Film review: The Odyssey at Palace Electric French Film Festival 2017
The 28th annual Alliance French Film Festival kicked off in Canberra on March 9 and opened with biopic film, L’Odyssée, or rather, The Odyssey.
The Odyssey is directed by Jérôme Salle and tells the story of Jacques Cousteau – a French man who spent his life devoted to exploring and making films of the sea, innovating underwater technology, and pioneering marine conservation.
The Odyssey is a great depiction of a piece of history that most Westerners probably know little about. It was often referenced in the film that while Americans were trying to conquer the moon, the French were going to conquer the sea. For Cousteau, this mission was everything.
Although audiences get to see his many great achievements in this endeavour, the film also delves into Cousteau’s struggles with his quick succession to fortune and international recognition, and his ego-driven career that lead to many personal and ecological destructions as he attempted to “conquer” the ocean.
The juxtaposition of professional success and personal turmoil was well-depicted in the film as audiences were regularly between shots like of man facing whale, floating in the calm unseen depths of the ocean; to shots above-sea, where man facing son seems more commonplace, but somehow more frantic and challenging than underwater exploration.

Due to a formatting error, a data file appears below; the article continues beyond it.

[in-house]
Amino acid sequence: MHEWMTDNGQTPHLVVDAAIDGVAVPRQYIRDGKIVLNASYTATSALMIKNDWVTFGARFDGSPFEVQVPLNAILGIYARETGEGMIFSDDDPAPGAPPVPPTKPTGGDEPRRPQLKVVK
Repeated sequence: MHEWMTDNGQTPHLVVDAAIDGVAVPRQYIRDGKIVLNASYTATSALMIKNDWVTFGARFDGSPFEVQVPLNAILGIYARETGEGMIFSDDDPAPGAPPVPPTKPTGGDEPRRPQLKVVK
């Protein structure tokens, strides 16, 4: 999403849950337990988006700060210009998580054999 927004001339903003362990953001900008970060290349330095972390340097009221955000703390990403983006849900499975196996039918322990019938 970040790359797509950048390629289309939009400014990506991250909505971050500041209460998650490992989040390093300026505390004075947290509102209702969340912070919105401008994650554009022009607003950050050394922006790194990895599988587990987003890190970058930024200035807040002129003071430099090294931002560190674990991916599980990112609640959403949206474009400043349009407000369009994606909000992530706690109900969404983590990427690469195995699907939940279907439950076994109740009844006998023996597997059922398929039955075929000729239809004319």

Cinematically, it is impressive. There were some very technical and creative shots that diversified the view of the ocean. Audiences truly feel the theme of an odyssey as characters travel far and wide from France to the Antarctic, and everywhere in between.
Although the Odyssey is based on the life of Cousteau, his wife and his sons, and although audiences encounter some very common human themes like greed, growth, and mortality – the overarching matter by the end of the film goes well beyond human-life. Audiences are confronted with what Cousteau and his family saw as the reality of human intervention with ecology and the environment prevail. It is disturbing and tremendously sad as the need for marine conservation was addressed, and even more troubling knowing that this problem still rings true today.
It is bleak, but also motivating to see Cousteau and his sons change the course of their endeavours from conquering the ocean to protecting it.
Overall, The Odyssey is rich in stories of successes, challenges, heartbreaks, and love; all the while delivering a truly great piece of history, and with it – an important underlying message.
The French Film Festival is on at Palace Electric Cinemas until April 4 with 45 different movies on showcase.
By Ruby Becker